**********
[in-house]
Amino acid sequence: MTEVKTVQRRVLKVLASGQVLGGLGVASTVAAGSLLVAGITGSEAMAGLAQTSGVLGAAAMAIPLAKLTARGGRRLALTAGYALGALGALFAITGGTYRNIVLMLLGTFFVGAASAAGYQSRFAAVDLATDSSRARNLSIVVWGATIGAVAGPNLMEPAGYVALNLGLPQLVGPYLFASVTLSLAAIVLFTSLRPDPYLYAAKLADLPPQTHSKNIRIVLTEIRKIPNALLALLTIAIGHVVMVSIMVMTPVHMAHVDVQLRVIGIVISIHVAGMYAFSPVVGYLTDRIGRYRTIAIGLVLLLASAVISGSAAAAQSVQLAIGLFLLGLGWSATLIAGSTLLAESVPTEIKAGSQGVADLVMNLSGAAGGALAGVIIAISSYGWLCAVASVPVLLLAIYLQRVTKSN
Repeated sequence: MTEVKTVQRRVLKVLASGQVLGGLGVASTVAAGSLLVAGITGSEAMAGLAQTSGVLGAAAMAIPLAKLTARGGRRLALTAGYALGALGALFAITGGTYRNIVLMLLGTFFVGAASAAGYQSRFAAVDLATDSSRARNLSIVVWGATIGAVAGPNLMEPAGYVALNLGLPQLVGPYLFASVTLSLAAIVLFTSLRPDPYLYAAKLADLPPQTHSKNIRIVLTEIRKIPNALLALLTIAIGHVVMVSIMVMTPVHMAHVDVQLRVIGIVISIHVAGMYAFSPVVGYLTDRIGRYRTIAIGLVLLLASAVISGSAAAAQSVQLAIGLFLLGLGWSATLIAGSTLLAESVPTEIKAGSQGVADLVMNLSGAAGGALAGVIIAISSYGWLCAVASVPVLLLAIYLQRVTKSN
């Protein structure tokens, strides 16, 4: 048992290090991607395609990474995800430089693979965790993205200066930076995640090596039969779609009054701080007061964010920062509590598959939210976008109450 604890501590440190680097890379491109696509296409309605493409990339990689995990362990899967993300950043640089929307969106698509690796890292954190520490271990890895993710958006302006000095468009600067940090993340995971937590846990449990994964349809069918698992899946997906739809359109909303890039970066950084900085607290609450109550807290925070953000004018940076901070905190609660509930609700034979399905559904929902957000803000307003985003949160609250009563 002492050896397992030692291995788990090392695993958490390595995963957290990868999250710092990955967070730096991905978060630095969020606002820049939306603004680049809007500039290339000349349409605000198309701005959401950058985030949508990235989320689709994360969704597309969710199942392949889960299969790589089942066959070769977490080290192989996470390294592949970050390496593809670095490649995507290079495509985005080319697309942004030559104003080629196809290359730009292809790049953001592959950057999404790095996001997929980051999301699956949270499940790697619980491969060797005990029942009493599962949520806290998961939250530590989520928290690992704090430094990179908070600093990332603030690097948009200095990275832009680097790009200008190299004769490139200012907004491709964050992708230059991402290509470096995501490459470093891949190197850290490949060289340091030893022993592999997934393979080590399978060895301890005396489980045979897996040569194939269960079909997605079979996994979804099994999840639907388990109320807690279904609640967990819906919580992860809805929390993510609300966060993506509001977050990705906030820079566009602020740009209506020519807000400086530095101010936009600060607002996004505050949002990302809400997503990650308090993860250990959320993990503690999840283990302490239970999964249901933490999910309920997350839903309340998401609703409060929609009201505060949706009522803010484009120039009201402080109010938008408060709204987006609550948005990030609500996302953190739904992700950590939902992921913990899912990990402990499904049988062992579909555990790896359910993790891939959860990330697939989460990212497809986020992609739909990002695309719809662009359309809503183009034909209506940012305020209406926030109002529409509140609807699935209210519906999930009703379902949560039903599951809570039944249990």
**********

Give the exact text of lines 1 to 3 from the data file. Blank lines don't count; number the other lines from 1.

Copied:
[in-house]
Amino acid sequence: MTEVKTVQRRVLKVLASGQVLGGLGVASTVAAGSLLVAGITGSEAMAGLAQTSGVLGAAAMAIPLAKLTARGGRRLALTAGYALGALGALFAITGGTYRNIVLMLLGTFFVGAASAAGYQSRFAAVDLATDSSRARNLSIVVWGATIGAVAGPNLMEPAGYVALNLGLPQLVGPYLFASVTLSLAAIVLFTSLRPDPYLYAAKLADLPPQTHSKNIRIVLTEIRKIPNALLALLTIAIGHVVMVSIMVMTPVHMAHVDVQLRVIGIVISIHVAGMYAFSPVVGYLTDRIGRYRTIAIGLVLLLASAVISGSAAAAQSVQLAIGLFLLGLGWSATLIAGSTLLAESVPTEIKAGSQGVADLVMNLSGAAGGALAGVIIAISSYGWLCAVASVPVLLLAIYLQRVTKSN
Repeated sequence: MTEVKTVQRRVLKVLASGQVLGGLGVASTVAAGSLLVAGITGSEAMAGLAQTSGVLGAAAMAIPLAKLTARGGRRLALTAGYALGALGALFAITGGTYRNIVLMLLGTFFVGAASAAGYQSRFAAVDLATDSSRARNLSIVVWGATIGAVAGPNLMEPAGYVALNLGLPQLVGPYLFASVTLSLAAIVLFTSLRPDPYLYAAKLADLPPQTHSKNIRIVLTEIRKIPNALLALLTIAIGHVVMVSIMVMTPVHMAHVDVQLRVIGIVISIHVAGMYAFSPVVGYLTDRIGRYRTIAIGLVLLLASAVISGSAAAAQSVQLAIGLFLLGLGWSATLIAGSTLLAESVPTEIKAGSQGVADLVMNLSGAAGGALAGVIIAISSYGWLCAVASVPVLLLAIYLQRVTKSN